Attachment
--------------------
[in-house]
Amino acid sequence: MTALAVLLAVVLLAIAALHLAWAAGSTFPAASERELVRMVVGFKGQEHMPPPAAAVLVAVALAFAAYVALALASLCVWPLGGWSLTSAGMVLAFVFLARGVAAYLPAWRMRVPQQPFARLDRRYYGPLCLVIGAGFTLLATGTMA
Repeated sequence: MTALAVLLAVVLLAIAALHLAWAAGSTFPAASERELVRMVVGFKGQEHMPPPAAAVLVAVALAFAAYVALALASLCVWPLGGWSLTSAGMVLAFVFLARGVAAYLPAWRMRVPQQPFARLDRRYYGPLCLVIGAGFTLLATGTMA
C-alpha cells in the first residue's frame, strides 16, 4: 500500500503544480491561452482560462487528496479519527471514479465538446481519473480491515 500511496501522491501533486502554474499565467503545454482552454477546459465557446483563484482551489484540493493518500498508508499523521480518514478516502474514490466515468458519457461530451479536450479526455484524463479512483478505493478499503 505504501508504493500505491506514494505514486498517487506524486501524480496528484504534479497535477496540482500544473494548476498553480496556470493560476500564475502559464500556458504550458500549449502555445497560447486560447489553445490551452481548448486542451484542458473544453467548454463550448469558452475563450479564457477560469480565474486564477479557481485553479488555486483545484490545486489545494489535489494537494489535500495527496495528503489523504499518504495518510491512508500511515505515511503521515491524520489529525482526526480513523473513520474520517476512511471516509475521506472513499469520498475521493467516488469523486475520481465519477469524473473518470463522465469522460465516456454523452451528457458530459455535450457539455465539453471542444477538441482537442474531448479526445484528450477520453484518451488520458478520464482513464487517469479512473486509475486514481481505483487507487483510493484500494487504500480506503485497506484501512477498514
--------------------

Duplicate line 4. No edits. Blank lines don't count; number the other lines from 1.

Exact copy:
C-alpha cells in the first residue's frame, strides 16, 4: 500500500503544480491561452482560462487528496479519527471514479465538446481519473480491515 500511496501522491501533486502554474499565467503545454482552454477546459465557446483563484482551489484540493493518500498508508499523521480518514478516502474514490466515468458519457461530451479536450479526455484524463479512483478505493478499503 505504501508504493500505491506514494505514486498517487506524486501524480496528484504534479497535477496540482500544473494548476498553480496556470493560476500564475502559464500556458504550458500549449502555445497560447486560447489553445490551452481548448486542451484542458473544453467548454463550448469558452475563450479564457477560469480565474486564477479557481485553479488555486483545484490545486489545494489535489494537494489535500495527496495528503489523504499518504495518510491512508500511515505515511503521515491524520489529525482526526480513523473513520474520517476512511471516509475521506472513499469520498475521493467516488469523486475520481465519477469524473473518470463522465469522460465516456454523452451528457458530459455535450457539455465539453471542444477538441482537442474531448479526445484528450477520453484518451488520458478520464482513464487517469479512473486509475486514481481505483487507487483510493484500494487504500480506503485497506484501512477498514